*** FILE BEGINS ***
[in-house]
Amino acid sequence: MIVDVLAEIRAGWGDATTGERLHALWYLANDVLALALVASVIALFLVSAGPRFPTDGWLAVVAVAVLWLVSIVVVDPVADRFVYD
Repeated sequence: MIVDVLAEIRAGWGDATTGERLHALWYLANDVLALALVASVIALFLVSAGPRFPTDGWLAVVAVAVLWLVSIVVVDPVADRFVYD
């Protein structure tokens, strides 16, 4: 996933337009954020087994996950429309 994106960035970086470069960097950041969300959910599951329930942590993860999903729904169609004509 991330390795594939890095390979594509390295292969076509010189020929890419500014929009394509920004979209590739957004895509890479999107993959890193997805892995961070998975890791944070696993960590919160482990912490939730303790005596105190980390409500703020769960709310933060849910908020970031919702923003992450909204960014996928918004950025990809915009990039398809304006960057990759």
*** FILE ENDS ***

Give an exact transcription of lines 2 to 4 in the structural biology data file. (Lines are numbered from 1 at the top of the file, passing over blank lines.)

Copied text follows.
Amino acid sequence: MIVDVLAEIRAGWGDATTGERLHALWYLANDVLALALVASVIALFLVSAGPRFPTDGWLAVVAVAVLWLVSIVVVDPVADRFVYD
Repeated sequence: MIVDVLAEIRAGWGDATTGERLHALWYLANDVLALALVASVIALFLVSAGPRFPTDGWLAVVAVAVLWLVSIVVVDPVADRFVYD
């Protein structure tokens, strides 16, 4: 996933337009954020087994996950429309 994106960035970086470069960097950041969300959910599951329930942590993860999903729904169609004509 991330390795594939890095390979594509390295292969076509010189020929890419500014929009394509920004979209590739957004895509890479999107993959890193997805892995961070998975890791944070696993960590919160482990912490939730303790005596105190980390409500703020769960709310933060849910908020970031919702923003992450909204960014996928918004950025990809915009990039398809304006960057990759």